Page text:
By Josh Vaisman – Keeping bees isn’t free and so I’m often asked, “What is the cost of beekeeping? If I’m looking to start a honey bee farm, what is the expected initial investment?” Let’s find out together!
Over the past few years, I’ve enjoyed the honor of teaching fresh-eyed beginning beekeepers as they embark on the fulfilling adventure of caring for honey bees. Beginning beekeepers (aka Beeks) tend to be excited and nervous, curious and tentative, and I’ve been touched by how genuine their concern is for our buzzing buddies. With people like this committing to their wellbeing, the future for honey bees looks bright!
What Do We Need? What Does It Cost?
Of course, we can’t keep bees if we don’t actually HAVE bees! Acquiring bees isn’t quite as simple as a trip to the pet store, but it isn’t too complicated either. There are FOUR common ways to get some bees. I’ll list them and the range of typical costs below:
- Bee Package: Every year, late winter to early spring, large-scale beekeeping operations (primarily in California and Georgia) create packaged bees to sell to beekeepers around the country. These packages consist of (typically) 3 pounds of bees in a box with a young, mated queen hanging in a smaller box inside. Packages tend to become available in or around April and are sold in a variety of ways; local pick-up direct from the provider, local pick-up from the bee club who obtains several packages for their members to buy or purchased online and shipped to the beekeeper. This is the most common method of obtaining bees as a beginning beekeeper.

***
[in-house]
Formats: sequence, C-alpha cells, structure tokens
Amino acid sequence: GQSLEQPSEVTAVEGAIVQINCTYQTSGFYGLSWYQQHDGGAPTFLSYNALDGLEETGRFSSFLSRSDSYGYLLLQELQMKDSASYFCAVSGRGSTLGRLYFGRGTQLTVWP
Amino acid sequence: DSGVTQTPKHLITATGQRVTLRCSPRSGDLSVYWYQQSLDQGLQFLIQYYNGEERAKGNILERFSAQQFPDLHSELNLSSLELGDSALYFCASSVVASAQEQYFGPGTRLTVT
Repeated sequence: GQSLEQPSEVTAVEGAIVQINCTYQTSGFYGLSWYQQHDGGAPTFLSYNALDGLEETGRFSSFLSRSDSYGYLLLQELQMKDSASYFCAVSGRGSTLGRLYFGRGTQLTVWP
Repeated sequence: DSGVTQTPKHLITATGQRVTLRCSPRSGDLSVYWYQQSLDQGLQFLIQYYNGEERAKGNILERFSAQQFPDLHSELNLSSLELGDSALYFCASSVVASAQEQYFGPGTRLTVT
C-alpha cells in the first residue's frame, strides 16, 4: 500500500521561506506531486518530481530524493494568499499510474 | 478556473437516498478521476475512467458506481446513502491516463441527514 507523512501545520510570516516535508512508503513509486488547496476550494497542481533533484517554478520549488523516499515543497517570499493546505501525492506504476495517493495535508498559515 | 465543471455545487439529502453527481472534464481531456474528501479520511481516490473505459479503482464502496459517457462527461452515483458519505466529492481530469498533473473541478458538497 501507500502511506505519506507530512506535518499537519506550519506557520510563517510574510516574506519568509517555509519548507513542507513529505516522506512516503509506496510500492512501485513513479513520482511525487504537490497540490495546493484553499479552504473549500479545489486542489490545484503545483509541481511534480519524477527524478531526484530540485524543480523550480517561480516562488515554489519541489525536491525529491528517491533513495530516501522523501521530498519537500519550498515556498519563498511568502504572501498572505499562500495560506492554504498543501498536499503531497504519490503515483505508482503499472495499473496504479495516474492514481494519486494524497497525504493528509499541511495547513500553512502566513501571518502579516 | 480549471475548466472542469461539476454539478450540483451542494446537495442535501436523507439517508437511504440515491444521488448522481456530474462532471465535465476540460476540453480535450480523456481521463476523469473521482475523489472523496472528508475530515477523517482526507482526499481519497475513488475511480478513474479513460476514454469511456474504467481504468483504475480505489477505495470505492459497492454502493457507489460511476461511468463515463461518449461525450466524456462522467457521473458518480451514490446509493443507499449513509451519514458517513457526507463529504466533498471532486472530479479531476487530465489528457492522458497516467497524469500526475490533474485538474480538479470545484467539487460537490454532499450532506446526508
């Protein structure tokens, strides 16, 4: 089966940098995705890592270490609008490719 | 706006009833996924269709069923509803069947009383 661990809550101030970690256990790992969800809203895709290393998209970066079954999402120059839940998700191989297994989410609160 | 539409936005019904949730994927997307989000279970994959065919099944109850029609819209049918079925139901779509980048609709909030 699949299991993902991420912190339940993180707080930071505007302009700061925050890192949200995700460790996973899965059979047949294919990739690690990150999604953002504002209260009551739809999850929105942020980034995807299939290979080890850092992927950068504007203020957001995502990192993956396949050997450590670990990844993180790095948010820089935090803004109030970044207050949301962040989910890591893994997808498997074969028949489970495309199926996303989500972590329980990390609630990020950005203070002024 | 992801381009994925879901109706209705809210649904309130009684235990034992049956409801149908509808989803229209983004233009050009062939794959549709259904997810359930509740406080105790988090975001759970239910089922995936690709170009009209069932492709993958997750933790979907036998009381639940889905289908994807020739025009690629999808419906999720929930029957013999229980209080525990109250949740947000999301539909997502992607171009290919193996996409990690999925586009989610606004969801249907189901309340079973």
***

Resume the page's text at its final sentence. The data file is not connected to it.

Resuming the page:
COST: $100 – $135
- Nucleus Hive: A nucleus hive (or Nuc) is essentially a mini-colony of bees. They typically come in a box with five frames of bees, brood, pollen, nectar/honey, and a fertile, laying queen bee. These tend to be available in or around April unless they are obtained from a local, established beekeeper in which case they may not be available until May or June.
COST: $125 – $175
- Split or Full Hive: A split is made when several frames from an existing, thriving colony are taken and put into a new hive box. The old queen is included, the bees are allowed to make a new queen, or a new mated queen is introduced. Sometimes beekeepers will sell an entire hive setup including an existing colony.
COST: $150 – $350
- Swarm: Of course, you could always catch a wild swarm of bees! Of course, you have to FIND them first.
2) The Hive
We tend to think of a beehive as a bunch of stacked boxes but it’s a bit more complicated than that. The most common hive setup, known as the Langstroth hive, consists of a bottom board, two deep boxes including frames and foundation, an inner cover, an outer cover, an entrance reducer, and some sort of stand. You’ll also want to have some honey supers around in case you get a good nectar flow and these will need frames and foundation as well. I typically recommend beginning beekeepers buy one medium super their first year in Colorado. Lastly, every beginning beekeeper should have some sort of feeding device for their new colony in case they need to receive supplemental sugar-water.
COST: $150 – $300
You can find some great beginning kits sold by Dadant, including the entire hive at https://www.dadant.com/catalog/beginners-kits.
3) Accessory Equipment